The week before Christmas seems a perfect time to share the following story that has been passed down orally from the Landaas family. By the time Petra and Maggie were teenage girls the large Landaas family had fallen on hard times along with many others living in the city of Bergen, Norway. The economic down turn had in part caused the mass exodus from Norway to America by those seeking a better life. It would not be too many more years before Maggie would leave and then Petra to be next followed one by one until the entire family, parents and all nine children, had left their homeland for a new life in a new country.
Petra used to say that the one Christmas that she remembered the most and the one that meant the most to her was the year that they had no money to buy presents, or have a tree, or decorate it or anything at all. She and her older sister, Maggie, were the two oldest of all the children and were no longer in school by that time. They were working in the knitting factory located below their apartment. They added their earnings to their father’s to help support the family but there was nothing left over for Christmas. As there were seven younger children Maggie and Petra went to their father and hatched a plan to make Christmas for the younger children.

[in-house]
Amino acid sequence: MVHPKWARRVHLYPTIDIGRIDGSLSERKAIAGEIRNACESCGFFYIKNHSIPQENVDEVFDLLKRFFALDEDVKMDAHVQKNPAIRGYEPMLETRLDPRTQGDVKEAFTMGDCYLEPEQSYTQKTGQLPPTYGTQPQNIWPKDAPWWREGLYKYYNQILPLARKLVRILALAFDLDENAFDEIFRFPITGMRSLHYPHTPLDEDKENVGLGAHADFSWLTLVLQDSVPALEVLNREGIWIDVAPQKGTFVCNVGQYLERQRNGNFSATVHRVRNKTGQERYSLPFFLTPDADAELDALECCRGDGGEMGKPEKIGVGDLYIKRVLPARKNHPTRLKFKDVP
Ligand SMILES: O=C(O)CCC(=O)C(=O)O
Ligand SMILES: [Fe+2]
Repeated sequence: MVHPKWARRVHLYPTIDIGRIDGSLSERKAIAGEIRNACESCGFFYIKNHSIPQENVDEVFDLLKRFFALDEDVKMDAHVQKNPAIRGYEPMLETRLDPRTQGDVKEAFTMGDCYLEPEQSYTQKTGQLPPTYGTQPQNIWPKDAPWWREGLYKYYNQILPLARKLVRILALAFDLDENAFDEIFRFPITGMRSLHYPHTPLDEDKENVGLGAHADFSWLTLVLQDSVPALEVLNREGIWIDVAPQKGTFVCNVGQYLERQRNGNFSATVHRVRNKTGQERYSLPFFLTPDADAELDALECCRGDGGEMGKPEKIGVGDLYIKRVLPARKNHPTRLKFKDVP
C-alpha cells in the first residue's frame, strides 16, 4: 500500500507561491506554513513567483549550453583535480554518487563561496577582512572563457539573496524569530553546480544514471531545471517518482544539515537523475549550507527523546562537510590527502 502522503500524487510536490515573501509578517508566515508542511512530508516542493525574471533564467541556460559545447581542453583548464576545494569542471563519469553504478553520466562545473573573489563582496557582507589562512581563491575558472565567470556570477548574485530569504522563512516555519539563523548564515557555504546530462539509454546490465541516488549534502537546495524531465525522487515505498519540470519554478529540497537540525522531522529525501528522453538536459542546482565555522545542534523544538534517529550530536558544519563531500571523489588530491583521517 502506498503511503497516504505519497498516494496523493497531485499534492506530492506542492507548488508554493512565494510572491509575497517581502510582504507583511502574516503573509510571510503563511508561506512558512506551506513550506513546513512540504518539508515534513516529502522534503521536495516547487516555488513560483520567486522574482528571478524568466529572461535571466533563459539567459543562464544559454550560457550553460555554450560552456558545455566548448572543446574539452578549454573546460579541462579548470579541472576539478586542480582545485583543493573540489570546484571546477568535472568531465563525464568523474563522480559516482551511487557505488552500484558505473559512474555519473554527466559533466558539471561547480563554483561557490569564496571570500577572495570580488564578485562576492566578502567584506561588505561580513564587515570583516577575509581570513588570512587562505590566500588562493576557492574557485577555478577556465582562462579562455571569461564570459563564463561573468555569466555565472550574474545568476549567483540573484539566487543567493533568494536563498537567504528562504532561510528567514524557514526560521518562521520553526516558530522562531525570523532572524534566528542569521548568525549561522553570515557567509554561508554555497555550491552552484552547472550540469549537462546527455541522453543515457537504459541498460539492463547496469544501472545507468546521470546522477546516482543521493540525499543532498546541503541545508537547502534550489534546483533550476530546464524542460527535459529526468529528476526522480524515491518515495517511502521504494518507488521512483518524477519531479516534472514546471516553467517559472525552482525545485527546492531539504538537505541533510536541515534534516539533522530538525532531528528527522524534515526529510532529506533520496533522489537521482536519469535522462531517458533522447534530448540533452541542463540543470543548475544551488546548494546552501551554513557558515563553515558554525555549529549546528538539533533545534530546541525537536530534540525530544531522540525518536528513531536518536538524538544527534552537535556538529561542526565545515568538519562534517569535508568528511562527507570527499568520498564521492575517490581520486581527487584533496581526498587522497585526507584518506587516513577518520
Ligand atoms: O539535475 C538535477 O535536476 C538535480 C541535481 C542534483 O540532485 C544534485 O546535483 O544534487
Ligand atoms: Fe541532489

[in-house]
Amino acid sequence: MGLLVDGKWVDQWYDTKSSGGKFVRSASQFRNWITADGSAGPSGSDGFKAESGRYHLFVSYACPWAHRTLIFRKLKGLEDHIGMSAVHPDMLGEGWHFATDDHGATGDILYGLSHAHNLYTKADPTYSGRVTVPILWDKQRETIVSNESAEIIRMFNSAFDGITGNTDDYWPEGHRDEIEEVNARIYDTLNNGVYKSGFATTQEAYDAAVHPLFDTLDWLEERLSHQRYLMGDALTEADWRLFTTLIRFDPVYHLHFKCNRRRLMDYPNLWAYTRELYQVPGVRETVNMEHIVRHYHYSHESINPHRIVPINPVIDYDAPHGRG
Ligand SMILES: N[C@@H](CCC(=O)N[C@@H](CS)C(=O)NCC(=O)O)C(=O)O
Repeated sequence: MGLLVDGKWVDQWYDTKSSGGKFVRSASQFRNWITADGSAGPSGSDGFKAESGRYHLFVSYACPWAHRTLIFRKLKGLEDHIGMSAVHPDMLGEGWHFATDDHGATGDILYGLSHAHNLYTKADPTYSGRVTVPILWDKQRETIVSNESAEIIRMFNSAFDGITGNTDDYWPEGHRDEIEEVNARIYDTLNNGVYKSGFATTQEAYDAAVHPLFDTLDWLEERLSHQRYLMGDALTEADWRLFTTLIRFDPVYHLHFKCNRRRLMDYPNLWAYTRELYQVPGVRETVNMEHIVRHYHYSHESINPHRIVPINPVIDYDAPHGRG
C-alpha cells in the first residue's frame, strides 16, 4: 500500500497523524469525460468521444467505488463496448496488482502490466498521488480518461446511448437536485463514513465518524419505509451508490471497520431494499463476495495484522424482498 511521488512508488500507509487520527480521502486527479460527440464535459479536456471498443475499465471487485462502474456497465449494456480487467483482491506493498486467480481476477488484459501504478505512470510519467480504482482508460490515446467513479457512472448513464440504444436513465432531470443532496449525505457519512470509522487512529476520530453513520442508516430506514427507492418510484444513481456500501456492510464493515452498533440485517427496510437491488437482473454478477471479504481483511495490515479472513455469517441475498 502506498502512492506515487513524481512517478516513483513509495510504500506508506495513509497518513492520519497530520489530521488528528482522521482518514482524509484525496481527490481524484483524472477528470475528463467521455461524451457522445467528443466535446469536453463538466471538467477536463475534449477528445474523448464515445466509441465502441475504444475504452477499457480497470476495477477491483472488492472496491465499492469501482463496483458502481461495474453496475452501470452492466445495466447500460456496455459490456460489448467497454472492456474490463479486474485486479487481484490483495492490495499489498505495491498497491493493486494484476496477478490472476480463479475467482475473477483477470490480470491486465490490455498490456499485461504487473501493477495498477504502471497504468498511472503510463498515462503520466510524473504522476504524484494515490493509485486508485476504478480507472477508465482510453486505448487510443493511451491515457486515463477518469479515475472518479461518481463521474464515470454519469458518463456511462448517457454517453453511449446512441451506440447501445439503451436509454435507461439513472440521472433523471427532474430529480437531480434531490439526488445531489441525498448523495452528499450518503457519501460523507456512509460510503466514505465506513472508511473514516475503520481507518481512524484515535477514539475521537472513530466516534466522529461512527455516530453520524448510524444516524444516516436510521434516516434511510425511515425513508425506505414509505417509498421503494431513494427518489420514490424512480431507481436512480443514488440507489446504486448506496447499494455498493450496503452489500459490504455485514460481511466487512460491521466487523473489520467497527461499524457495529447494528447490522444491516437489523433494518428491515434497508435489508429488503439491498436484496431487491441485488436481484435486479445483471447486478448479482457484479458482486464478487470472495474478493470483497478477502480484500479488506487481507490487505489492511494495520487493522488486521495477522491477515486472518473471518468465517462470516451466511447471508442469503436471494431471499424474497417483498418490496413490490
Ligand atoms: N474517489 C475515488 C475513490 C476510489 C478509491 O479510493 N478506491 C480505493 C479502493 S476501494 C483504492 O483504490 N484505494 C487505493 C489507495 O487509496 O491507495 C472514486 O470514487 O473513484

Peder was a woodworker/carpenter who knew he could fashion a small tree out of twigs and scraps of wood so he set about that task. Maggie and Petra collected twigs, little bits of yarn and scraps of ribbon from the factory where they worked and from the streets near their home. Between the father and the two daughters they made and decorated, from all accounts, a wonderful little tree that would amaze and delight the younger children. They pooled all the small change they could find and bought one or two oranges and a handful of nuts that they divided between all the members of the family and that was their entire Christmas.
It was the act of working with their father making something for others together, not expecting anything in return, with the happiness of her younger siblings at that made this Christmas so special creating a memory Petra treasured the rest of her life. She said she never could remember tasting such a sweet orange as the one they had that year.
We all have similar stories. Part of family history is recording and sharing these oral histories so that our children and grandchildren can better know those that have gone before.
"For unto us a child is born, unto us a son is given: and the government shall be upon his shoulder: and his name shall be called Wonderful, Counsellor, The mighty God, The everlasting Father, The Prince of Peace." Isaiah 9:6